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Friday, January 7, 2022




“How many persons have perished, perhaps in an instant, and in the midst of a hearty laugh, the recital of an amusing anecdote, or the utterance of a funny joke, from the interception at the glottis of a piece of meat, a crumb of bread, a morsel of cheese, or a bit of potato, without suspicion on the part of those around of the real nature of the case!”

Although Gross wrote this comment in 1854, more than 100 years passed before Haugen, in 1963, used the term café coronary to describe sudden death—usually occurring in a restaurant—from food asphyxiation. Haugen and others advised that airway obstruction should immediately be suspected whenever an individual suddenly loses consciousness while dining and that, if death follows, one should question a diagnosis of “coronary” or “natural” causes.

In 1974, Heimlich first reported the results of animal studies on a new technique he proposed to relieve a completely obstructed airway. Over the next 2 years, Heimlich received reports of clinical experiences with the technique, documenting approximately 500 instances of successful resuscitative efforts, including 11 cases of self-resuscitation. His technique is now known as the Heimlich maneuver. Heimlich’s work redirected attention to this important problem of food choking and foreign-body airway obstruction, including the need for immediate action.

The Heimlich maneuver is a technique whereby sub- diaphragmatic compression creates an expulsive force from the lungs that is able to eject an obstructing object from the airway.

The anatomic basis for the Heimlich maneuver was established by observing that when a patient is in the lateral position during thoracotomy, pressure applied by the surgeon’s fist upward into the abdomen below the rib cage causes the diaphragm to rise several inches into the pleural cavity. After studying airflow rates and pressures in conscious, healthy, adult volunteers, Heim- lich concluded that the maneuver produced an average airflow of 205 L/min and pressure of 31 mm Hg, expel- ling an average of 945 mL of air in approximately 0.25 second. The projectile force thus generated propels nearly any obstruction from the airway.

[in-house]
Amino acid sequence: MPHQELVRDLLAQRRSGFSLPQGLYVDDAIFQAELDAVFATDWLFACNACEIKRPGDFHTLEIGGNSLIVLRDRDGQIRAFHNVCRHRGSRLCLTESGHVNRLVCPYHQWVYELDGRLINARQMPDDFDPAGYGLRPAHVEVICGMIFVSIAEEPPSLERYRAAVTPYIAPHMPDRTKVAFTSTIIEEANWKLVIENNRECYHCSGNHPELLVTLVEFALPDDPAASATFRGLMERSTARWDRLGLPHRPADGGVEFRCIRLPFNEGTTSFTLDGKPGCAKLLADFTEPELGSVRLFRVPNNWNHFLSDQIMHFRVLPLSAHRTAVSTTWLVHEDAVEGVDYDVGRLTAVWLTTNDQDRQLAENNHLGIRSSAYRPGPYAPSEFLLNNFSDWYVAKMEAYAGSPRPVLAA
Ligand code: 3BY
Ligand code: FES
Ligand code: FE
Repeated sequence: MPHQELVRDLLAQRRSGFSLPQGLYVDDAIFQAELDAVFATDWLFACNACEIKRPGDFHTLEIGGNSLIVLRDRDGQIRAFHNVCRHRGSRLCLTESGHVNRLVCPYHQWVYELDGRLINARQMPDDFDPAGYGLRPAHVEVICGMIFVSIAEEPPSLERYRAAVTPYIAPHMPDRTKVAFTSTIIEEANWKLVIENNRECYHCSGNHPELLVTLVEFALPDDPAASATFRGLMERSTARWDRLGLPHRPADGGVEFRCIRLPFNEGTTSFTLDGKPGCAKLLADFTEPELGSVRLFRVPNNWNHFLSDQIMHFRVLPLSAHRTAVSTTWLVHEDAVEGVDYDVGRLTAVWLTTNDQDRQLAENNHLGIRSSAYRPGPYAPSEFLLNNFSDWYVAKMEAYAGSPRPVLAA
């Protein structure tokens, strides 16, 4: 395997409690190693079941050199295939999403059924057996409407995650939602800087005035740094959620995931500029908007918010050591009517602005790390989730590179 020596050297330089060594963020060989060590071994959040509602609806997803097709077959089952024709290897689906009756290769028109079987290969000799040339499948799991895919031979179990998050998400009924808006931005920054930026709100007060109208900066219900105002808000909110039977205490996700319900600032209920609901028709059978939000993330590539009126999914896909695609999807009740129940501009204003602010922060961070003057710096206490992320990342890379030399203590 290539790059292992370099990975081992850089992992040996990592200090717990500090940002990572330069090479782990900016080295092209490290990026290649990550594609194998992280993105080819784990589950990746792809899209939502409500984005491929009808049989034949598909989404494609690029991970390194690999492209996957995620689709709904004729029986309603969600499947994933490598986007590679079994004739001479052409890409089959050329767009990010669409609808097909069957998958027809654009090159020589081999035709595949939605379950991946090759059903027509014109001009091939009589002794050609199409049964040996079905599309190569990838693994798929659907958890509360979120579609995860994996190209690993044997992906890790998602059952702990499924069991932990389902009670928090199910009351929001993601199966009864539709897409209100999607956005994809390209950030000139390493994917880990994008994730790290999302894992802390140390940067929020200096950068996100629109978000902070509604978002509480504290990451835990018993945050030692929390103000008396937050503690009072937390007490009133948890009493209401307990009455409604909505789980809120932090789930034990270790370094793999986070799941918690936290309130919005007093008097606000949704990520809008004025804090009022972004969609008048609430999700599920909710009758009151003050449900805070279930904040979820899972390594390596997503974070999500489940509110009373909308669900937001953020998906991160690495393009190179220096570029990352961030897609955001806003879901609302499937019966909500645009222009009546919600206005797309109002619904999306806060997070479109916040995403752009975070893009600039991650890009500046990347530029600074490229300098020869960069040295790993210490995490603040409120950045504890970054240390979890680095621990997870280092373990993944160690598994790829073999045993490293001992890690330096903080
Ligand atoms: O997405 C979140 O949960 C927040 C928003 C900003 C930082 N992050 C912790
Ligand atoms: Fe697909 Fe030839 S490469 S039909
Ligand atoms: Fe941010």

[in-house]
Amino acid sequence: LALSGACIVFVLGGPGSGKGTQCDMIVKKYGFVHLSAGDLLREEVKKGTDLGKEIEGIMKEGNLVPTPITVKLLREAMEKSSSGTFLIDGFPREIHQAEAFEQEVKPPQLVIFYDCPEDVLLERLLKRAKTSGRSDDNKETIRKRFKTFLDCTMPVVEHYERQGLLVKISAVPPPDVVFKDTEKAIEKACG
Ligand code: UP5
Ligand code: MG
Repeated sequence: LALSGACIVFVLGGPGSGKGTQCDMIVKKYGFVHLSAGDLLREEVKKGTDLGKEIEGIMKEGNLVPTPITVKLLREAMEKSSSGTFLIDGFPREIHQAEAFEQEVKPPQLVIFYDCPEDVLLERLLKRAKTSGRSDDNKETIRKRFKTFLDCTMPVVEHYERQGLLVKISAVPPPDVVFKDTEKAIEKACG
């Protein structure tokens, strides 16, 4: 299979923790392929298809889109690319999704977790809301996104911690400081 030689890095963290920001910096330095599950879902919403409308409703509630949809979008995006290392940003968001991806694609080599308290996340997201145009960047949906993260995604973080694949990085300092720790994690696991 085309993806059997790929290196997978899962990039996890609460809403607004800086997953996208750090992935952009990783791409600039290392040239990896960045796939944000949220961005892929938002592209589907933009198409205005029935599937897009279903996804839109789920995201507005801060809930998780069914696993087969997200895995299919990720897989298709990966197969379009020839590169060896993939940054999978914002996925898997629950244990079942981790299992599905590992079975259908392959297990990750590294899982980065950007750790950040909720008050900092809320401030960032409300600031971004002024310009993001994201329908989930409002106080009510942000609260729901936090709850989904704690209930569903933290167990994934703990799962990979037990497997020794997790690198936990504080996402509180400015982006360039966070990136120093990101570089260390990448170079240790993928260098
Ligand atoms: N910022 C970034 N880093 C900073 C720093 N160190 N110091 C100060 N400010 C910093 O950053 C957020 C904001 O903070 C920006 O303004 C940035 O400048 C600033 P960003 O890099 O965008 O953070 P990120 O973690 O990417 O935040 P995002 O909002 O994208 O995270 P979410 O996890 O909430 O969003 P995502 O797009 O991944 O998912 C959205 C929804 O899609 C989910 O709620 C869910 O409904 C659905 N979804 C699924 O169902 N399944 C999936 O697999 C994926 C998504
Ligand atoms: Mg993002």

Notably, chest thrusts and back slaps should not be used, as was once advocated. Chest thrusts produce less expelling force than the Heimlich maneuver, and back slaps may actually force an obstructing object deeper into the lungs.

To perform the Heimlich maneuver on an adult who is standing, the rescuer stands directly behind the victim.

1.    The rescuer puts one arm around the victim’s waist and makes a closed fist, positioning the thumb side of his or her fist just above the victim’s navel and well below the tip of the xiphoid process.

2.    The rescuer encircles the victim’s waist with his or her free arm and clasps his or her closed fist.

3.    The rescuer gives a single, sharp, quick inward and upward compression or “thrust.” Sometimes a series of two or more thrusts may be necessary.

The compressions almost invariably cause the food bolus or foreign body to be ejected completely, or to “pop” out, or else propel the object into the mouth, where it is easily reached.

The Heimlich maneuver can also be performed in an adult victim who collapses to the floor supine. The rescuer simply kneels astride or straddles the victim and provides the maneuver via sharp inward and upward thrusts of the heel of the hand, maintaining a midline position. Adults may also apply the maneuver to them-selves, either with their own fist, or by thrusting them- selves over the edge of a chair, table, or other object to duplicate a rescuer’s effort. In children, the rescuer applies the same technique using the index and middle fingers of one or both hands, depending on the child’s size, either with the child supine, or held upright in the rescuer’s lap. Infants should never be held upside down, and back blows should not be used.

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